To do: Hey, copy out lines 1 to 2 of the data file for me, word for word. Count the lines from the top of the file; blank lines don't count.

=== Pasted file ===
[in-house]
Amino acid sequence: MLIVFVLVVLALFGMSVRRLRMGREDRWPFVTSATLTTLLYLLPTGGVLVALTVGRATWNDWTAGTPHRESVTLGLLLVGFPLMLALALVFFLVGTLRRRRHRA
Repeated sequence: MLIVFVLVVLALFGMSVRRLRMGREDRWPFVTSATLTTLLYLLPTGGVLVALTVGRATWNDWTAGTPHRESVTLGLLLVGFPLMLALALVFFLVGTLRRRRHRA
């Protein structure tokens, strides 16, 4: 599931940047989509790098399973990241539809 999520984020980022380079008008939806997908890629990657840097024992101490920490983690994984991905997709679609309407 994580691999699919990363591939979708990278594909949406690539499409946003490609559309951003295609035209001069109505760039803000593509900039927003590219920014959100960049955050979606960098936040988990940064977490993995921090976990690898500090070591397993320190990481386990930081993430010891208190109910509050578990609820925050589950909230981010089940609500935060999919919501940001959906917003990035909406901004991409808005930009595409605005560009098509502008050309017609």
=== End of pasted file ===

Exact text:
[in-house]
Amino acid sequence: MLIVFVLVVLALFGMSVRRLRMGREDRWPFVTSATLTTLLYLLPTGGVLVALTVGRATWNDWTAGTPHRESVTLGLLLVGFPLMLALALVFFLVGTLRRRRHRA